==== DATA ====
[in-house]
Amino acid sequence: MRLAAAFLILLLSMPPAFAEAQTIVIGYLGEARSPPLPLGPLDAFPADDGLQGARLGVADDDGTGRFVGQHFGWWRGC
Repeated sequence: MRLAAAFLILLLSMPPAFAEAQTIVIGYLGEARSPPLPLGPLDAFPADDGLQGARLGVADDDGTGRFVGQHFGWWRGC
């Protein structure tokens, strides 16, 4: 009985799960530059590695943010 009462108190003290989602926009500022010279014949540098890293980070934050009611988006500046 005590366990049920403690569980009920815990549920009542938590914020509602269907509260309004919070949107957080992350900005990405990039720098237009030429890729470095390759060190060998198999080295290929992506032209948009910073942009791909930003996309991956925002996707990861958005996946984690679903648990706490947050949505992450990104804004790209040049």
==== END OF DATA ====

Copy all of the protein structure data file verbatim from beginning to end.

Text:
[in-house]
Amino acid sequence: MRLAAAFLILLLSMPPAFAEAQTIVIGYLGEARSPPLPLGPLDAFPADDGLQGARLGVADDDGTGRFVGQHFGWWRGC
Repeated sequence: MRLAAAFLILLLSMPPAFAEAQTIVIGYLGEARSPPLPLGPLDAFPADDGLQGARLGVADDDGTGRFVGQHFGWWRGC
């Protein structure tokens, strides 16, 4: 009985799960530059590695943010 009462108190003290989602926009500022010279014949540098890293980070934050009611988006500046 005590366990049920403690569980009920815990549920009542938590914020509602269907509260309004919070949107957080992350900005990405990039720098237009030429890729470095390759060190060998198999080295290929992506032209948009910073942009791909930003996309991956925002996707990861958005996946984690679903648990706490947050949505992450990104804004790209040049």